Article  Google Scholar 

  15. Pérignon A, Pelicot M, Consigny PH. Genital schistosomiasis in a traveler coming back from Mali. J Travel Med. 2007;14:197–9.

    Article  Google Scholar 

  16. Chohan KR, Kling CA, Byler TK. Schistosoma haematobium ova in human semen: a case report. Fertil Steril Rep. 2020;13:1–3.

    Google Scholar 

  17. van Delft F, Visser L, Polderman A, van Lieshout L. Cough and alterations in semen after a tropical swim. Neth J Med. 2007;65:304–6.

    PubMed  Google Scholar 

  18. Al-Qahtani SM, Droupy SJ. Testicular schistosomiasis. Saudi Med J. 2010;31:325–7.

    Article  Google Scholar 

  19. Mutengo M, Mudenda V, Mwansa J, Kaonga K, Sianongo S, Wamulume H, et al. Presence of schistosomiasis in genital biopsies from patients at the University Teaching Hospital in Lusaka, Zambia. Med J Zambia. 2010;36:114–8.

    Article  Google Scholar 

  20. Tayrab E, Ashmarg AK, Shareef H, Bedawi SB, Aradaib IE. Association of Schistosoma mansoni with infertility in a Sudanese patient from schistosomiasis area of endemicity: a case report. Res J Med Sci. 2010;4:125–7.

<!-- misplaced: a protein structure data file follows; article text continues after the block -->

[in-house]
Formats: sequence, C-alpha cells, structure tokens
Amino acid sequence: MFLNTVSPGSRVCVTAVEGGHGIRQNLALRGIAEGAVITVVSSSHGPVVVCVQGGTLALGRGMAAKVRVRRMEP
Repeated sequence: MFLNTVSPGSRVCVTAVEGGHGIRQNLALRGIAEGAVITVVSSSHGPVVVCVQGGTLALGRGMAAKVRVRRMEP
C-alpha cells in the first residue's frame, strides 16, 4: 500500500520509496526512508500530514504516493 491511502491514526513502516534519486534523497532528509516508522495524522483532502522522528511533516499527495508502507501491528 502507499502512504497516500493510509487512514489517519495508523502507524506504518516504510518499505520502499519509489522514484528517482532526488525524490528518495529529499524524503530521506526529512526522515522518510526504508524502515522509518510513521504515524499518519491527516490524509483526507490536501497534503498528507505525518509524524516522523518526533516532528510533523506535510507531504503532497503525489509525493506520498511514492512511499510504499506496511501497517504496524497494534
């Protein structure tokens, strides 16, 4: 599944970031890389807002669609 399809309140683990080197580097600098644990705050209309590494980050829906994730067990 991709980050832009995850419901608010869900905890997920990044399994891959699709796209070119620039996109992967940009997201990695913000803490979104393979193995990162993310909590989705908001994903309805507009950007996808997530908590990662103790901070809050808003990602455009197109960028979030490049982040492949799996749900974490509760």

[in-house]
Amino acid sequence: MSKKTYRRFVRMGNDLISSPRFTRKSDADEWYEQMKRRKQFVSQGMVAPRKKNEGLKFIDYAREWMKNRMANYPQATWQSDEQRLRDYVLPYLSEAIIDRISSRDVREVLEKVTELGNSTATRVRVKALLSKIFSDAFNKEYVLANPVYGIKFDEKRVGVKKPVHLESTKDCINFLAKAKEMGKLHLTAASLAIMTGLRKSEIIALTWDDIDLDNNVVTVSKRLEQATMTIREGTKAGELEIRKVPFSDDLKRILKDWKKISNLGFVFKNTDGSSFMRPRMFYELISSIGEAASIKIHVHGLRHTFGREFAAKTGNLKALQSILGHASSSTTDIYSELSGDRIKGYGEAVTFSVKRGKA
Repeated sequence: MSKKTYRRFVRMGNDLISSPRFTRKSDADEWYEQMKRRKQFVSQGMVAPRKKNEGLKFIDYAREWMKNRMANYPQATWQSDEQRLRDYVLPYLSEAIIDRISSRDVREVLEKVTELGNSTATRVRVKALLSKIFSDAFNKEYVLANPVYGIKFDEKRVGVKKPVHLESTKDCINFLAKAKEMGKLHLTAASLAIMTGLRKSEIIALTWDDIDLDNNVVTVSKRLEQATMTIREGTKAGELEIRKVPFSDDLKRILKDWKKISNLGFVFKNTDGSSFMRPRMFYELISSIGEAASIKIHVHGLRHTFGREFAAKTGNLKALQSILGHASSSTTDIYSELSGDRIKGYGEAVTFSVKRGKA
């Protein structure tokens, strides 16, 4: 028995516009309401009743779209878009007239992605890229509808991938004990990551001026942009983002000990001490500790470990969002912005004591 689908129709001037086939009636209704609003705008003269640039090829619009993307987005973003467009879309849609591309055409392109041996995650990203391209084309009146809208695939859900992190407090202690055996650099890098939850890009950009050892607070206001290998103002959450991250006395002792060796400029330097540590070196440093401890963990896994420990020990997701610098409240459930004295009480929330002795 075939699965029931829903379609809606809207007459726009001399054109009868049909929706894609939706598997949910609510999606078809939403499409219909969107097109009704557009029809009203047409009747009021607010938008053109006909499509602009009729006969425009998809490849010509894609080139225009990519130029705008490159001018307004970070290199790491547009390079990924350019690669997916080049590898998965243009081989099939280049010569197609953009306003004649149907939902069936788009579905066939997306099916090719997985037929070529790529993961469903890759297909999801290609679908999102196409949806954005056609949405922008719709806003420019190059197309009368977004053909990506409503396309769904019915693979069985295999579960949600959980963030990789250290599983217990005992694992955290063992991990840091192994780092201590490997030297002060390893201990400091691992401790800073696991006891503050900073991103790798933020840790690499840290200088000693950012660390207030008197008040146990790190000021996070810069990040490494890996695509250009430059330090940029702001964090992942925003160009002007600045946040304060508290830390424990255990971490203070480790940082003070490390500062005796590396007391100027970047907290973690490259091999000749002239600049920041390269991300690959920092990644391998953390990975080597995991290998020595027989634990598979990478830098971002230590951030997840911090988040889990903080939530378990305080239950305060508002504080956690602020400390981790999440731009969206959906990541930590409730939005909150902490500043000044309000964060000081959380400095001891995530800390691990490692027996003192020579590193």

Article  Google Scholar 

  21. Rambau PF, Chandika A, Chalya PL, Jackson K. Scrotal swelling and testicular atrophy due to schistosomiasis in a 9-year-old boy: a case report. Case Rep Infect Dis. 2011;2011:1–3.

    Google Scholar 

  22. Adisa J, Egbujo EM, Yahaya BA, Echejoh G. Primary infertility associated with Schistosoma mansoni: a case report from the Jos Plateau, north-central Nigeria. Afr Health Sci. 2012;12:563–5.

    CAS  PubMed  PubMed Central  Google Scholar 

  23. Ondo CZ, Sarr A, Sow Y, Thiam I, Fall B, Sow D, et al. Bilharziome testiculaire à Schistosomia haematobium : à propos de deux observations. Progrès en Urol. 2014;24:67–9.